Figure 6. Expression level (ΔCteff) of lus-miR-N1 under Pi deficiency (P), excess nutrients (NPK), and normal (N) conditions. QPCR data. Rectangles correspond to the ranges containing 50% of the values (between the 25th and 75th quartiles); the horizontal line inside the rectangle is the median value (the 50th percentile); the bars are the maximum and minimum ΔCteff values.

Interesting evidence concerning cultivar-specific miRNA expression under Pi deficiency was observed. For miR168, miR398, miR399, and miR408 the expression data were similar for “TOST”, “Synichka”, and “Antey” cultivars. However, for miR169, miR395 and lus-miR-N1 there was a difference in expression alterations within cultivars. Median of ΔCteff for miR169 was 4.3 under P and 4.2 under N in “TOST”; 5.8 under P and 2.8 under N in “Antey”; 5.5 under P and 4.0 under N in ‘Synichka’. The median of ΔCteff for miR395 was 1.3 under P and 3.8 under N in “TOST”; 2.5 under P and 1.2 under N in “Antey”; 2.6 under P and −0.1 under N in “Synichka.” The median of ΔCteff for lus-miR-N1 was 1.4 under P and 0.9 under N in “TOST”; 2.8 under P and −0.7 under N in “Antey”; 1.1 under P and −1.0 under N in “Synichka.”This cultivar specificity of miRNA expression needs further validation.

Expression of miRNAs and Their Predicted Targets

QPCR analysis revealed two miRNAs with statistically significant expression alterations under different nutrient conditions: conserved miR399 and novel potential lus-miR-N1. We evaluated the mRNA level of their predicted targets in the same samples and performed expression correlation analysis. The negative correlation between miR399 expression and expression of its predicted target gene encoding ubiquitin-conjugating enzyme E2 (E2) was observed (Spearman's rank correlation coefficient rs = −0.64, p < 0.001). A similar result was obtained for lus-miR-N1 and its predicted target gene encoding ubiquitin-activating enzyme E1 (E1) (Spearman's rank correlation coefficient rs = −0.32, p = 0.09). E1 and E2 enzymes participate in ubiquitination: E1 catalyzes the first step and E2 catalyzes the second step of the ubiquitination reaction (Streich and Lima, 2014). Given differential expression of miR399 and lus-miR-N1 under nutrient stress, these data suggest an involvement of the two miRNAs in the phosphate starvation response in flax via regulation of ubiquitination.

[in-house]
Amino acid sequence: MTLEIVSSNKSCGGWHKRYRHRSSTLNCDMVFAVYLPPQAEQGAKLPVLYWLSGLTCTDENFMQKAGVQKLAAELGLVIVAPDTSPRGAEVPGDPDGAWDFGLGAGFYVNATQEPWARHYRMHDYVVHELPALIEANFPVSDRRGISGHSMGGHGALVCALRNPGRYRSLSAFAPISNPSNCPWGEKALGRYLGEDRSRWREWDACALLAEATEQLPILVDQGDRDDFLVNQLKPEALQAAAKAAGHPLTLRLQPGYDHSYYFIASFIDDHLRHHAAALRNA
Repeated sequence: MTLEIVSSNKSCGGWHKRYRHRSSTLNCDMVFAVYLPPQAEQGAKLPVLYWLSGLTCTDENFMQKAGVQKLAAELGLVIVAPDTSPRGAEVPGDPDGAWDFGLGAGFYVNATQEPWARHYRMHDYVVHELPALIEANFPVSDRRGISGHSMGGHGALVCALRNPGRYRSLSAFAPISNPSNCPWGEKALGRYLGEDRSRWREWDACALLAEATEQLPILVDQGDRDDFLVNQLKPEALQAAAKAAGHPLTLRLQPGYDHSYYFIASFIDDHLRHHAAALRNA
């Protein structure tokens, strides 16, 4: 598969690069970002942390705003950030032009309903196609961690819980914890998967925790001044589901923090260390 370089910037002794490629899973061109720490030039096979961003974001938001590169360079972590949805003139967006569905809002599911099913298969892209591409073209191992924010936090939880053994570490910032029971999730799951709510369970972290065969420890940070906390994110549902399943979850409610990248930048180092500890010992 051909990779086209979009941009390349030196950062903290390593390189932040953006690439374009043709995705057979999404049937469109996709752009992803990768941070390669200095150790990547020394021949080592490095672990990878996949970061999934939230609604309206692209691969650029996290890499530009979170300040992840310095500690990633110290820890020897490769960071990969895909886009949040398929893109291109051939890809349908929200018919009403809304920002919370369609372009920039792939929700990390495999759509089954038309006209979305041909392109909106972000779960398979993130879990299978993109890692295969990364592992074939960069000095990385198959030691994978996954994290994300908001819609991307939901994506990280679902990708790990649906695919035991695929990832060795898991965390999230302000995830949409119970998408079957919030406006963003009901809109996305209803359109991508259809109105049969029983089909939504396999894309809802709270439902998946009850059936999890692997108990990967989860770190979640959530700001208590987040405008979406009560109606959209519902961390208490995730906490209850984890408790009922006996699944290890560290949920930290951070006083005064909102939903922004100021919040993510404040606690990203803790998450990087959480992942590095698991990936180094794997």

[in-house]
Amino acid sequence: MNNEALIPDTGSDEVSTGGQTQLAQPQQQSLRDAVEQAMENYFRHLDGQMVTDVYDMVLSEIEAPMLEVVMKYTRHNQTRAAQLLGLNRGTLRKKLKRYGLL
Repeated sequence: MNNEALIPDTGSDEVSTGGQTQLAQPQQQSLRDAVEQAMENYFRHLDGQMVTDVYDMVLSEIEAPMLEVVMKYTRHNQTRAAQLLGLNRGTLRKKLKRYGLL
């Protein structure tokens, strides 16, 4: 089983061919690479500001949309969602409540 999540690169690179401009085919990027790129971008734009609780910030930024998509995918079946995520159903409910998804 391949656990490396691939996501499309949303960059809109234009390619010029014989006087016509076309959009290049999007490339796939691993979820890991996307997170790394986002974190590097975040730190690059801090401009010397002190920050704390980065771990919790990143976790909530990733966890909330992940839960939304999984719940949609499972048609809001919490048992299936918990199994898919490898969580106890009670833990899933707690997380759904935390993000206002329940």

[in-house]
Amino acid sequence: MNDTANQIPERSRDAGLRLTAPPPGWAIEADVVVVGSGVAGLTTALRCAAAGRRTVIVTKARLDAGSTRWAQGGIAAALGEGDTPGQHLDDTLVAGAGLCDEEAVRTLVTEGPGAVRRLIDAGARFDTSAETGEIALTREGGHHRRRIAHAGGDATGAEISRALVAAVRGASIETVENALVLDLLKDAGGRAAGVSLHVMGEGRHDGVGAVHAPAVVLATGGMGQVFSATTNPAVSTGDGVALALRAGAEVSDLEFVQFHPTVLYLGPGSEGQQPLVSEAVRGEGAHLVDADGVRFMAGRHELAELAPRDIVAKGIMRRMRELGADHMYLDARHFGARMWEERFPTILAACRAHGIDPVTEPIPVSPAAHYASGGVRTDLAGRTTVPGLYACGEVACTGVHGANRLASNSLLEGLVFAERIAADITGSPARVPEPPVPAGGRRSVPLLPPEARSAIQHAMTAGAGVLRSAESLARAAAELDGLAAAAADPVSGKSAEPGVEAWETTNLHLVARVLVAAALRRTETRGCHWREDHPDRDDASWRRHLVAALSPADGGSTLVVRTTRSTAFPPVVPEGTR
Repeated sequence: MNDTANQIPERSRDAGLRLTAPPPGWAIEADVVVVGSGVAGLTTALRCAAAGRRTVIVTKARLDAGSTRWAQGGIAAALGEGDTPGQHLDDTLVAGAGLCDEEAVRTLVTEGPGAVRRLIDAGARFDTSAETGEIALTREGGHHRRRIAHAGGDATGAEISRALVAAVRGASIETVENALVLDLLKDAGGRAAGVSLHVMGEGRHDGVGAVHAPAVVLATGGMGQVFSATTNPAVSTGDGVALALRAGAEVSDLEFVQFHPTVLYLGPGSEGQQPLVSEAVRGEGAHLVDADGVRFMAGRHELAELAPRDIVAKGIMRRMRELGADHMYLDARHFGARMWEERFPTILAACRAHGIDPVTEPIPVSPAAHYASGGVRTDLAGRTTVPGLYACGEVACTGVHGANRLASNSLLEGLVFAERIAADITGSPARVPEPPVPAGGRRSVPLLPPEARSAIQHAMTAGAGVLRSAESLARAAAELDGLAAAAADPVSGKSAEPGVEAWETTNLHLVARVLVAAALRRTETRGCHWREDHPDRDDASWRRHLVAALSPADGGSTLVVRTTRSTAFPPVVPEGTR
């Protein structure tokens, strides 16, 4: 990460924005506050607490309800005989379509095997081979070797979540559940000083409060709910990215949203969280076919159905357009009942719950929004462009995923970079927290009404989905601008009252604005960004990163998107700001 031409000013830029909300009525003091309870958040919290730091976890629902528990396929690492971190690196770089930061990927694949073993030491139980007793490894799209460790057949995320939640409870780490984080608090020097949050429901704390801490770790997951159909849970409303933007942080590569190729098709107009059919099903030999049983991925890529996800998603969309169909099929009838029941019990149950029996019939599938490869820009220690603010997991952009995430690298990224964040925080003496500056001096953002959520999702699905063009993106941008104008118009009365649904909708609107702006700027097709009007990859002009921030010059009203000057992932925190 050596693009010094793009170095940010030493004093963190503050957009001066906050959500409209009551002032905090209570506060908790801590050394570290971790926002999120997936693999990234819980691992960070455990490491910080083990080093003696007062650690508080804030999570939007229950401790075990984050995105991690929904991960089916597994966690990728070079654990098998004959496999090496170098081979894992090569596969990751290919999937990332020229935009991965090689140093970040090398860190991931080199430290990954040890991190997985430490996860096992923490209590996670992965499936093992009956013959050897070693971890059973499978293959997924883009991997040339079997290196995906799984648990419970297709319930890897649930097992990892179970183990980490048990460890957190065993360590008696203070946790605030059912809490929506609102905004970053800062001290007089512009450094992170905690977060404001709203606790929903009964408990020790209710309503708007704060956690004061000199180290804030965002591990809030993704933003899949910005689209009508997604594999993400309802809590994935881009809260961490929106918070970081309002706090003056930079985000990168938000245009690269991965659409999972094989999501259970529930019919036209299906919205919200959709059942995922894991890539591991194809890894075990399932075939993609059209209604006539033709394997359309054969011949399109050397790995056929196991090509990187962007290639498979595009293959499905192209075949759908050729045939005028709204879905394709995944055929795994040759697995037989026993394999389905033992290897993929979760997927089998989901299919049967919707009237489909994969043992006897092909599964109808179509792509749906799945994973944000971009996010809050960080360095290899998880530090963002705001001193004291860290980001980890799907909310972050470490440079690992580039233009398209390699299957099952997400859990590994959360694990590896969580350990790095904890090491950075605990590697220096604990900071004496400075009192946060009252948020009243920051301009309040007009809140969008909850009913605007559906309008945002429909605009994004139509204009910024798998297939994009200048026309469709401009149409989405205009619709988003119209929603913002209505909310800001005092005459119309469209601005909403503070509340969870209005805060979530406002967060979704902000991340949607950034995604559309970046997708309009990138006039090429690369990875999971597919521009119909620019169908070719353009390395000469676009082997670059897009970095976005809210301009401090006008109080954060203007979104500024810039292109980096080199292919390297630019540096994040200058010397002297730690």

Discussion

Flax Genotroph sRNA Sequencing

Plant miRNAs play an important role in regulation of many processes (Sunkar et al., 2007; Guleria et al., 2011; Khraiwesh et al., 2012). In the present study, we sequenced N, P, and NPK sRNA libraries of flax cultivar “Stormont Cirrus”, which is plastic and can undergo heritable phenotypic and genomic changes in response to specific nutrient conditions and form genotrophs (Durrant, 1962). LIS-1 is an effective molecular marker for identification of the S genotrophs (Chen et al., 2005). We tested plant DNA of “Stormont Cirrus” for LIS-1 presence. For sRNA deep sequencing, we chose the plant with LIS-1 from P conditions and the plants without LIS-1 from N and NPK conditions.